Posted by geoconger in Church of England Newspaper, Church of the Province of West Africa.
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The Archbishop of Ghana, the Most Rev. Daniel Sarfo, Bishop of Kumasi, has succeeded to the post of Primate of the Church of the Province of West Africa (CPWA) following the 21 Jan 2014 death of the Most. Rev. Tilewa Johnson, Bishop of the Gambia and Archbishop and Primate of West Africa. In a statement released last month the CPWA stated that under the terms of its constitution Dr. Sarfo “automatically” became the 10th “metropolitan archbishop of the CPWA”.  Formed in 1951 from the Anglican dioceses along the West African coast, in 2012 the CPWA divided into two internal provinces, Ghana and West Africa, in preparation for the secession of Ghana to form its own freestanding church. In 1979 the sixteen dioceses of Nigeria withdrew from the province to form the Church of Nigeria, now the Communion’s largest province in terms of active members.

Missing Catholic voices in Belgium’s euthanasia debate: Get Religion, November 5, 2013 November 5, 2013

Posted by geoconger in Abortion/Euthanasia/Biotechnology, Get Religion, Press criticism.
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Let me commend to you an excellent article on a horrible subject.

The Associated Press story “Belgium considering unprecedented law to grant euthanasia for children, dementia patients” reports on moves by the ruling Socialist Party to permit doctors to euthanize children as well as adults with dementia. This report — long at 1000 words from a wire service — offers a balanced account on the move to extend the right to die to children.

It is thorough, balanced, provides context and expert analysis to allow a reader to make up his own mind. Yet, are some voices missing? The article opens with a question:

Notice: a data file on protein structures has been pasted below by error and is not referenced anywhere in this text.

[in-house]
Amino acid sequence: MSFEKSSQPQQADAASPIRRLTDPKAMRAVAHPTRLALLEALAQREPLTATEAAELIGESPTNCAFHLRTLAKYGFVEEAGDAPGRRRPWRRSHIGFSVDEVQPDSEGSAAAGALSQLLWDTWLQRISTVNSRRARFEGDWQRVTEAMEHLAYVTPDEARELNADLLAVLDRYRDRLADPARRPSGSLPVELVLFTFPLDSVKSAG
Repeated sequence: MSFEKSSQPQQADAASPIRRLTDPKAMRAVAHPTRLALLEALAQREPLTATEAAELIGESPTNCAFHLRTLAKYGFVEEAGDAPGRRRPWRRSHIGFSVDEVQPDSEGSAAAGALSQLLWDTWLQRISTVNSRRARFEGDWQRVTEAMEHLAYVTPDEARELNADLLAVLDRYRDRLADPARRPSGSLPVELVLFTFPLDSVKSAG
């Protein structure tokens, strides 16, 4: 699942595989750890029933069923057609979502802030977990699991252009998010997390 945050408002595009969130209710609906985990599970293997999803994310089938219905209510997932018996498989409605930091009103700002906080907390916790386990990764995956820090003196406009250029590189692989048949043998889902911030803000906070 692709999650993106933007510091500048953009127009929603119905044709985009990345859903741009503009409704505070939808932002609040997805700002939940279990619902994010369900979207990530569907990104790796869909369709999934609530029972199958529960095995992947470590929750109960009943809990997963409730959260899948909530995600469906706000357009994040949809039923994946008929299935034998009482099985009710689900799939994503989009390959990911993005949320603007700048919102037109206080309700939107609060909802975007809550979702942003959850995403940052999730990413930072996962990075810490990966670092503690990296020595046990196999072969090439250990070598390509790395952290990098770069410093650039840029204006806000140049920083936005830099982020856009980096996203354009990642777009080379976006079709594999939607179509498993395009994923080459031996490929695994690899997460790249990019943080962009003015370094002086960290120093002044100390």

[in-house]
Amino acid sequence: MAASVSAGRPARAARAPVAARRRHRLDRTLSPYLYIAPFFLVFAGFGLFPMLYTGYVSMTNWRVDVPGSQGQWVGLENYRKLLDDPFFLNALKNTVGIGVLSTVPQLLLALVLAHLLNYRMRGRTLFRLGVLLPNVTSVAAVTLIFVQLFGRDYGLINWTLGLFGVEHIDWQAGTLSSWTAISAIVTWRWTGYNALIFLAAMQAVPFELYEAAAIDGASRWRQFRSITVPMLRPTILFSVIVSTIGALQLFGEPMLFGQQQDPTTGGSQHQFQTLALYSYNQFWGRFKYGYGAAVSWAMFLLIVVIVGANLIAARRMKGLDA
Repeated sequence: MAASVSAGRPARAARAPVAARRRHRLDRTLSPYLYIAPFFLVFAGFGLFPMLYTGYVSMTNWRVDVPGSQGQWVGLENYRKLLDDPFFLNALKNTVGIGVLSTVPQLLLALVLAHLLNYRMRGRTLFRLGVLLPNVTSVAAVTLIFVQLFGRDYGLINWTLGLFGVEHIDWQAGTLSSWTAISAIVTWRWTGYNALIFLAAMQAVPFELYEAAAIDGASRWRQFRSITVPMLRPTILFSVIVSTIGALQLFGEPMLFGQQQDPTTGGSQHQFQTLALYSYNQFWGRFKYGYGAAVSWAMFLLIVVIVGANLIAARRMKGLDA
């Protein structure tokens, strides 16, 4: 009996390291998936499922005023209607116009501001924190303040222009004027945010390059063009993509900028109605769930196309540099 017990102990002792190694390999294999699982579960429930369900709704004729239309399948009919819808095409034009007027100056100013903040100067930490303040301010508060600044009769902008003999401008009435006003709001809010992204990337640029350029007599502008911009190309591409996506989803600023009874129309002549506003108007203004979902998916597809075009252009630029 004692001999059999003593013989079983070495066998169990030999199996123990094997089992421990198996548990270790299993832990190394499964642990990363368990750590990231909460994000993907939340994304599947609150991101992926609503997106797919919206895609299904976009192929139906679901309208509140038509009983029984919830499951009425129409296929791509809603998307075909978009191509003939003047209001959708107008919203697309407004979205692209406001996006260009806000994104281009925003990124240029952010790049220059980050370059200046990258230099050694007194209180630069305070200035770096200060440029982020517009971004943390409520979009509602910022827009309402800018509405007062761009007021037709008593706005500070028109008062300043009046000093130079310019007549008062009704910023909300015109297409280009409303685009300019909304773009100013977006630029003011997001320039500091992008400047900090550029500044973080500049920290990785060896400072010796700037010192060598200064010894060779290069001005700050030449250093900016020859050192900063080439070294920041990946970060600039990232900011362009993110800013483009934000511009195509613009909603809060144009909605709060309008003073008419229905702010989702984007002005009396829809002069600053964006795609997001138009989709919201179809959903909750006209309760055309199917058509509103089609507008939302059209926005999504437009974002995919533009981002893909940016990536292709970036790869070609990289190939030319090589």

Should children have the right to ask for their own deaths?

It lays out the issue:

In Belgium, where euthanasia is now legal for people over the age of 18, the government is considering extending it to children — something that no other country has done. The same bill would offer the right to die to adults with early dementia.

Advocates argue that euthanasia for children, with the consent of their parents, is necessary to give families an option in a desperately painful situation. But opponents have questioned whether children can reasonably decide to end their own lives. …

Provides context:

Belgium is already a euthanasia pioneer; it legalized the practice for adults in 2002. In the last decade, the number of reported cases per year has risen from 235 deaths in 2003 to 1,432 in 2012, the last year for which statistics are available. Doctors typically give patients a powerful sedative before injecting another drug to stop their heart. …

And offers opinion from a Catholic archbishop and medical ethicists.

“It is strange that minors are considered legally incompetent in key areas, such as getting married, but might (be able) to decide to die,” Catholic Archbishop Andre-Joseph Leonard testified. Charles Foster, who teaches medical law and ethics at Oxford University, believes children couldn’t possibly have the capacity to make an informed decision about euthanasia since even adults struggle with the concept.

“It often happens that when people get into the circumstances they had so feared earlier, they manage to cling on all the more,” he said. “Children, like everyone else, may not be able to anticipate how much they will value their lives if they were not killed.”

There are others, though, who argue that because Belgium has already approved euthanasia for adults, it is unjust to deny it to children. “The principle of euthanasia for children sounds shocking at first, but it’s motivated by compassion and protection,” said John Harris, a professor of bioethics at the University of Manchester. “It’s unfair to provide euthanasia differentially to some citizens and not to others (children) if the need is equal.” …

The AP’s sentiments are with those opposed to euthanizing children — closing with comments by an anti-euthanasia voice that lands a solid hit on those who call for death-choice. But it nevertheless offers both sides to the story and refrains from demonizing those with whom it disagrees. For a template on how to write a story about a contested moral issue, I would offer this piece.